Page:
investment horizons
 Expected returns are not guaranteed

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Constructing the Portfolio

 Use investment policy and capital


market expectations to choose portfolio
of assets
 Define securities eligible for inclusion in a
particular portfolio
 Use an optimization procedure to select
securities and determine the proper
portfolio weights
 Markowitz provides a formal model

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Asset Allocation

 Involves deciding on weights for cash,


bonds, and stocks
 Most important decision
 Differences in allocation cause differences in
portfolio performance
 Factors to consider
 Return requirements, risk tolerance, time
horizon, age of investor

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Asset Allocation

 Strategic asset allocation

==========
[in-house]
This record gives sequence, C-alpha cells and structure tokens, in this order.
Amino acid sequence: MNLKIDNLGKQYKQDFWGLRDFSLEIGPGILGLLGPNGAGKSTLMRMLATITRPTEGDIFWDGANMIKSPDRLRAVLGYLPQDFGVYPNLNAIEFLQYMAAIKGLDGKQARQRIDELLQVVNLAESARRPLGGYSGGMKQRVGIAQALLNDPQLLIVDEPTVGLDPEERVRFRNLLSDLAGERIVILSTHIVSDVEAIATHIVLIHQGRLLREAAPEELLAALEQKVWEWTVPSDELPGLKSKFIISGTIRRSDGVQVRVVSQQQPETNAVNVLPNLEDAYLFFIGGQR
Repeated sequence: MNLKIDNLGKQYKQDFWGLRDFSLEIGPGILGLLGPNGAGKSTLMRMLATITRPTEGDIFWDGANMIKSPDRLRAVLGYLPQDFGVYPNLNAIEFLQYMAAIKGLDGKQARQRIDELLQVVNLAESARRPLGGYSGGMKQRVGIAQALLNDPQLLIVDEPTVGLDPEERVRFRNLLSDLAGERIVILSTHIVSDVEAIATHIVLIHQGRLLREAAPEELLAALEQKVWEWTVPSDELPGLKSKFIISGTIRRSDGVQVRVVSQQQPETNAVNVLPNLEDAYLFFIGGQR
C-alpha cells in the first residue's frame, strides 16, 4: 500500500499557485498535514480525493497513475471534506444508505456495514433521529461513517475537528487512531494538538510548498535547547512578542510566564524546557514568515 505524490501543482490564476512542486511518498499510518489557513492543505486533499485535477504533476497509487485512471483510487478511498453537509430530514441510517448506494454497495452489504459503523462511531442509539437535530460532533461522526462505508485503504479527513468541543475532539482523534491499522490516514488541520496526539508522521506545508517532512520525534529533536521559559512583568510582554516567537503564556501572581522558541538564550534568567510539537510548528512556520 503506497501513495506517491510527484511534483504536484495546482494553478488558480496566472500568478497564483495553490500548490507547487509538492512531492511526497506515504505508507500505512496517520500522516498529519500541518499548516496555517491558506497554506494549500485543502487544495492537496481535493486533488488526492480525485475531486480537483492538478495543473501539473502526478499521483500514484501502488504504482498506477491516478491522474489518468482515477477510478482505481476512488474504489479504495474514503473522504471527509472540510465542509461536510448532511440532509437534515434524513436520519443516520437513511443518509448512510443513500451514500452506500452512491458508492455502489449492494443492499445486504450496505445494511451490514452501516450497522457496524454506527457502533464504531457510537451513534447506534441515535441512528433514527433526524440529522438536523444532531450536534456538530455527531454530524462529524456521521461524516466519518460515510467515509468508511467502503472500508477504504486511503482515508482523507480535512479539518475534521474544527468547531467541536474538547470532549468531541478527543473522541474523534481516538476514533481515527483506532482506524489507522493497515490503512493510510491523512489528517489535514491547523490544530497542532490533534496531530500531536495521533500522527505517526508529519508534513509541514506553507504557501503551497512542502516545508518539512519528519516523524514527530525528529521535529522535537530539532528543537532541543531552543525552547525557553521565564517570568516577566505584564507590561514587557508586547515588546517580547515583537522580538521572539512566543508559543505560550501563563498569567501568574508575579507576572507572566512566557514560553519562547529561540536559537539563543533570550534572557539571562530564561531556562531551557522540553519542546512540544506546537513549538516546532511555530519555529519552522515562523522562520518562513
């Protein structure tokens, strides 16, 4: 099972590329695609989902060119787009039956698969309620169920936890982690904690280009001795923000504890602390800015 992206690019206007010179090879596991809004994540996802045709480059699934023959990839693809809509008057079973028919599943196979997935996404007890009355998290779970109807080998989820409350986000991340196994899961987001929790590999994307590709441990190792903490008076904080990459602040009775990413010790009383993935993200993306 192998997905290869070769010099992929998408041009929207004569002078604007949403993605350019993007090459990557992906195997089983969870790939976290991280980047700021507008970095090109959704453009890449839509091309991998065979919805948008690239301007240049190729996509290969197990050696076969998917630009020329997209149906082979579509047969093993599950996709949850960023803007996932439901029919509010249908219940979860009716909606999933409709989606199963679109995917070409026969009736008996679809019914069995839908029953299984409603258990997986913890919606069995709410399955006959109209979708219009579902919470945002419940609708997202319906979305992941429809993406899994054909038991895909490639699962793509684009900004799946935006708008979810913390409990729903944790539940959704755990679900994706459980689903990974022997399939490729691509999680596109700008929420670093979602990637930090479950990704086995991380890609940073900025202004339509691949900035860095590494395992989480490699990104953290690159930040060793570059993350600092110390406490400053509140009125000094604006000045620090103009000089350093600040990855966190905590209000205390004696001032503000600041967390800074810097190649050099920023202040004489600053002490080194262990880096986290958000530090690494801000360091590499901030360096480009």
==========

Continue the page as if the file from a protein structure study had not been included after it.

 Simulation procedures used to determine
likely range of outcomes associated with
each asset mix
 Establishes long-run strategic asset mix
 Tactical asset allocation
 Changes is asset mix driven by changes in
expected returns
 Market timing approach

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Monitoring Conditions
and Circumstances
 Investor circumstances can change for
several reasons
 Wealth changes affect risk tolerance
 Investment horizon changes
 Liquidity requirement changes
 Tax circumstance changes
 Regulatory considerations
 Unique needs and circumstances

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Portfolio Adjustments

 Portfolio not intended to stay fixed


 Key is to know when to rebalance
 Rebalancing cost involves
 Brokerage commissions
 Possible impact of trade on market price
 Time involved in deciding to trade
 Cost of not rebalancing involves holding
unfavorable positions

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Performance Measurement

 Allows measurement of the success of


portfolio management
 Key part of monitoring strategy and
evaluating risks
 Important for:
 Those who employ a manager
 Those who invest personal funds
 Find reasons for success or failure